Can I remove my name as a Medical POA substitute representative?

UPDATED: Oct 1, 2022

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Can I remove my name as a Medical POA substitute representative?

I was named as a Medical POA substitute without asking my permission. I want
to remove my name but the principal’s attorney says I cannot. The principal and
I both live in Indiana.

Asked on April 22, 2019 under Estate Planning, Indiana


SJZ, Member, New York Bar / FreeAdvice Contributing Attorney

Answered 3 years ago | Contributor

The attorney is both right and wrong.
He's right in that the medical POA is not your document: you can't change another person's document against their will.
But he's wrong in that you can't be forced to serve as an agent or attorney-in-fact (those are the terms for the person given authority by a POA, medical or otherwise) against your will: you can't be required to make decisions, to be involved, to exercise authority, etc. 
Send the lawyer and the principal a letter, sent some way (e.g. certified mail) that you can prove delivery, stating that you refuse to serve to as the agent or attorney-in-fact and will not act under the medical POA. If they are smart, they will re-draft the form with someone else. If they don't, then if ever anyone (e.g. a doctor or hospital) approaches you about the medical POA in the future, simply inform them (and follow-up in writing) that you are refusing to serve in that capacity and never consented to the role.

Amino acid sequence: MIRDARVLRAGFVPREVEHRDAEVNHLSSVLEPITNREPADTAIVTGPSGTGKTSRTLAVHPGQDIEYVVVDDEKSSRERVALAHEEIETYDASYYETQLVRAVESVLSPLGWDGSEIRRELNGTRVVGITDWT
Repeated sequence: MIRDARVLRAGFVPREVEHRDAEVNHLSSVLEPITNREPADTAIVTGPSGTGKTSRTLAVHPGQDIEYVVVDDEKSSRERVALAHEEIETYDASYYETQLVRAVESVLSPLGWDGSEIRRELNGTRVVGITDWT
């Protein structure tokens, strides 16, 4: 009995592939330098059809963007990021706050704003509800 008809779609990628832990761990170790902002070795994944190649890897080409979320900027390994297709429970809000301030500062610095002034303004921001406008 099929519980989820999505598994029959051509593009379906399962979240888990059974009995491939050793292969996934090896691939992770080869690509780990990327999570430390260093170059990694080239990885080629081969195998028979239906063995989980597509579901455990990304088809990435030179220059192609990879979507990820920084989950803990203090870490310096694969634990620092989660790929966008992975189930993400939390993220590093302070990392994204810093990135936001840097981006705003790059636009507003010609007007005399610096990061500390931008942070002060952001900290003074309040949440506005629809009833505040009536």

IMPORTANT NOTICE: The Answer(s) provided above are for general information only. The attorney providing the answer was not serving as the attorney for the person submitting the question or in any attorney-client relationship with such person. Laws may vary from state to state, and sometimes change. Tiny variations in the facts, or a fact not set forth in a question, often can change a legal outcome or an attorney's conclusion. Although has verified the attorney was admitted to practice law in at least one jurisdiction, he or she may not be authorized to practice law in the jurisdiction referred to in the question, nor is he or she necessarily experienced in the area of the law involved. Unlike the information in the Answer(s) above, upon which you should NOT rely, for personal advice you can rely upon we suggest you retain an attorney to represent you.

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